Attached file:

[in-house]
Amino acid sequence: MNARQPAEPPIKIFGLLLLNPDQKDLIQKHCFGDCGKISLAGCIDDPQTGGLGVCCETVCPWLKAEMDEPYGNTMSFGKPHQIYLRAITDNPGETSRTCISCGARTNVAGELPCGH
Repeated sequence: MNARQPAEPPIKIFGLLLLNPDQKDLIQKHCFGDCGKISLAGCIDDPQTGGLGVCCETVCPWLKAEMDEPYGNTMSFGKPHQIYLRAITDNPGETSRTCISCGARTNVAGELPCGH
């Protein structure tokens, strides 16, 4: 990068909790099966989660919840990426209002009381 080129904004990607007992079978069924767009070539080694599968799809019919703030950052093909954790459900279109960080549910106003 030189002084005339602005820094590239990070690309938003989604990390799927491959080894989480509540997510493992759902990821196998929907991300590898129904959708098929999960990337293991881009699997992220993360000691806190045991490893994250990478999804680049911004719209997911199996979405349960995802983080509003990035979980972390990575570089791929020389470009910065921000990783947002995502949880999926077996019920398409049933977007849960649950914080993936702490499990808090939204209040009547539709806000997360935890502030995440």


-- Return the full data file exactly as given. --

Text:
[in-house]
Amino acid sequence: MNARQPAEPPIKIFGLLLLNPDQKDLIQKHCFGDCGKISLAGCIDDPQTGGLGVCCETVCPWLKAEMDEPYGNTMSFGKPHQIYLRAITDNPGETSRTCISCGARTNVAGELPCGH
Repeated sequence: MNARQPAEPPIKIFGLLLLNPDQKDLIQKHCFGDCGKISLAGCIDDPQTGGLGVCCETVCPWLKAEMDEPYGNTMSFGKPHQIYLRAITDNPGETSRTCISCGARTNVAGELPCGH
């Protein structure tokens, strides 16, 4: 990068909790099966989660919840990426209002009381 080129904004990607007992079978069924767009070539080694599968799809019919703030950052093909954790459900279109960080549910106003 030189002084005339602005820094590239990070690309938003989604990390799927491959080894989480509540997510493992759902990821196998929907991300590898129904959708098929999960990337293991881009699997992220993360000691806190045991490893994250990478999804680049911004719209997911199996979405349960995802983080509003990035979980972390990575570089791929020389470009910065921000990783947002995502949880999926077996019920398409049933977007849960649950914080993936702490499990808090939204209040009547539709806000997360935890502030995440």